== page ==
Becoming Hannah Niara

My parents say they’ve always known I embodied the spirit of an artisan because even as a little girl I was creative and possessed the ability to repurpose many things the rest of my family considered garbage.  I landed my first modeling gig at a year old, and started playing the violin a year later.  
When I was four-years-old I built a dollhouse using old shoeboxes and masking tape, which prompted my parents to enroll me in private art classes. 

By the time I reached kindergarten, I’d taught myself to sew by hand, and I began to make clothes for my dolls and hair bows for my friends and myself.  In second grade, several of my art pieces were chosen for feature in a local art show, and the following year, I sold my first painting!

Although I believed I was a really talented artist, there was a part of me that didn’t quite believe being good at creating things was, “good enough.”  As the only girl, right in the middle of two very left-brained brothers, I often compared myself to them, concluding they were smart and I was not.  They liked books and science; I liked glitter and shiny shoes.  

By the time I reached fourth grade, my mom noticed my interest in school was beginning to decline.  Although my grades were well above average, it took me longer to get things done, and I stressed over schoolwork and homework.  In fifth grade, after a series of assessments and evaluations, we discovered I had a learning difference.  My mom, an elementary teacher, and my dad, a clinical psychologist, were very experienced in working with children with various differences, and they joined my teachers to help me develop the tools necessary for greater success in school, and greater confidence in my talents and intellect.  My daddy convinced me that DIFFERENT DOES NOT MEAN DEFICIENT, and I will always carry those words close to my heart.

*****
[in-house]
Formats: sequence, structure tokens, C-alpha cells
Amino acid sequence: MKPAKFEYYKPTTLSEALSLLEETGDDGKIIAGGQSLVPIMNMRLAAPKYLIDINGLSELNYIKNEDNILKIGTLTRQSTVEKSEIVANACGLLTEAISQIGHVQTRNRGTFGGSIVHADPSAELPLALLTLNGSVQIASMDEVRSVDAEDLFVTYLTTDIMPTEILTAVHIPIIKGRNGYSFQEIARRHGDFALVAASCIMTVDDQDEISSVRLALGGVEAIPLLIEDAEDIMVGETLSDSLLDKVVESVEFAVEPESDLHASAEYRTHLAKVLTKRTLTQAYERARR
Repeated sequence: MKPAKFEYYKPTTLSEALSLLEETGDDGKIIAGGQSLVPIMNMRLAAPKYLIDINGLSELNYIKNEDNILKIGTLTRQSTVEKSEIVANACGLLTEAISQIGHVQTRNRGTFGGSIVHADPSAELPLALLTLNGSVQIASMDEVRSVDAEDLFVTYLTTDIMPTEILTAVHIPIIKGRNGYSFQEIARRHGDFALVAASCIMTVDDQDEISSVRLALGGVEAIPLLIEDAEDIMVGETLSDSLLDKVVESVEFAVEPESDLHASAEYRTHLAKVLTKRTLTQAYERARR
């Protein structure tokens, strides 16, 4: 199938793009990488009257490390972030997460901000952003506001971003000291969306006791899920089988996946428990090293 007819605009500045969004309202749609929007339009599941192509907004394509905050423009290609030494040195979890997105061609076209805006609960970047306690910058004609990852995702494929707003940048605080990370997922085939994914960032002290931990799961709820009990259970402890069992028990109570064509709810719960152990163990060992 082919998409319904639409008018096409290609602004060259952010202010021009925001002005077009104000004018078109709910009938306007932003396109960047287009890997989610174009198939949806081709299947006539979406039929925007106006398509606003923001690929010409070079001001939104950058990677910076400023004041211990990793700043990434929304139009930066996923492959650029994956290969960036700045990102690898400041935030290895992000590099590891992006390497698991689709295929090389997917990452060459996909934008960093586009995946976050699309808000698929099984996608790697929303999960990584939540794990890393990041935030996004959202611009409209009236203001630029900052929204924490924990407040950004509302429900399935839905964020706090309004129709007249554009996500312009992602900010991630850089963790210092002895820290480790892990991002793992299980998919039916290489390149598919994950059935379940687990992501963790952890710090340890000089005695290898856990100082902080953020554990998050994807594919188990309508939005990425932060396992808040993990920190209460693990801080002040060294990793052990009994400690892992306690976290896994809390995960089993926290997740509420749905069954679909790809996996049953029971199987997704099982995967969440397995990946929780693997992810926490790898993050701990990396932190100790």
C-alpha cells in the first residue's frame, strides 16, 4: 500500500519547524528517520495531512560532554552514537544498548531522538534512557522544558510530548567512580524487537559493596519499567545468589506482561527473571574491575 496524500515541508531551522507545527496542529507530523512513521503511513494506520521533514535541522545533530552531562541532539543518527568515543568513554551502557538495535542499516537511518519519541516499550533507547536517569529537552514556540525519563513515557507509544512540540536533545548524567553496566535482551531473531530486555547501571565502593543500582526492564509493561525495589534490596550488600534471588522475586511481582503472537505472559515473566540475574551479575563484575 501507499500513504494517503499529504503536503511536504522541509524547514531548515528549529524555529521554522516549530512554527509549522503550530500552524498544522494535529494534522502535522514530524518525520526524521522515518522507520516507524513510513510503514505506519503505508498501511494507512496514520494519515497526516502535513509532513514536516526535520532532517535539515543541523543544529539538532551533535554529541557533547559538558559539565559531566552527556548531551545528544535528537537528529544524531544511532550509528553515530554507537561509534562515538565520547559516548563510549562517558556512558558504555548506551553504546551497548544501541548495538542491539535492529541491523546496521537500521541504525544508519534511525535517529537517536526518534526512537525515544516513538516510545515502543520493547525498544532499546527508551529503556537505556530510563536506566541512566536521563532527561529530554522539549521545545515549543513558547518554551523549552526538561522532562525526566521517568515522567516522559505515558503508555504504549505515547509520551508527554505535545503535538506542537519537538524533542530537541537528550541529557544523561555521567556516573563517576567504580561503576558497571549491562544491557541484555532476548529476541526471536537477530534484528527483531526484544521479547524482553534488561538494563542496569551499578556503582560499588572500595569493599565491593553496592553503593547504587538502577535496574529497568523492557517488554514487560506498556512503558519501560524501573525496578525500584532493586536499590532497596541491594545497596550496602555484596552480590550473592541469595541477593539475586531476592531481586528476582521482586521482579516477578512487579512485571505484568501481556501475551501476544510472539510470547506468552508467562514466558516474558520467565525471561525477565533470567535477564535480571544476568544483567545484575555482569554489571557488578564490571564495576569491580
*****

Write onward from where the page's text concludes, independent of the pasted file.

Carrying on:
I’d attended academically accelerated private schools for most of my life, and by the time I reached junior high, my parents noticed I was nearing burn out.  One day, after a long day of school, and a long evening of homework, my mom asked me my thoughts about the possibility of “unschooling” for the remainder of middle school. I had no idea what that meant, but I knew the prefix –un meant not, and putting it in front of the word school had to be a GOOD THING!  My mom went on to explain it was a type of homeschooling in which nothing looked or felt like school because students learned through exploration, and with that, I was sold!

During my experience as an unschooler, I was given the freedom to create everyday.  Math consisted of measurement and sewing, Science was cooking, and my first Writing assignment from my dad was to write a business plan for $300 I requested to buy beads for jewelry making.  According to him, all financiers want a business plan.  

After reviewing my business plan, my daddy became my first investor to help me launch EsiNiara, a handmade accessory company.  I was 14-years-old, and we agreed to a 10-month, zero finance payback plan.  However, after my first show, I earned enough money to pay him back IN FULL!  Dad later moved all his belongings out of his home office and gave it to me as my official business work space, and the rest is history!

Since then, I’ve been featured in various articles, online blogs, magazines, podcasts, and other shows.  I’ve won three business pitch competitions, gained two business investors, graduated high school, and entered college.  I am currently studying Business at Hampton University in the 5-year MBA Program and serving as a violinist in the Hampton University Orchestra.  While my days are filled with managing school, my evenings are spent managing a business and preparing for my future. All of the creations you see on this site are designed and created by yours truly, in my home-based work space!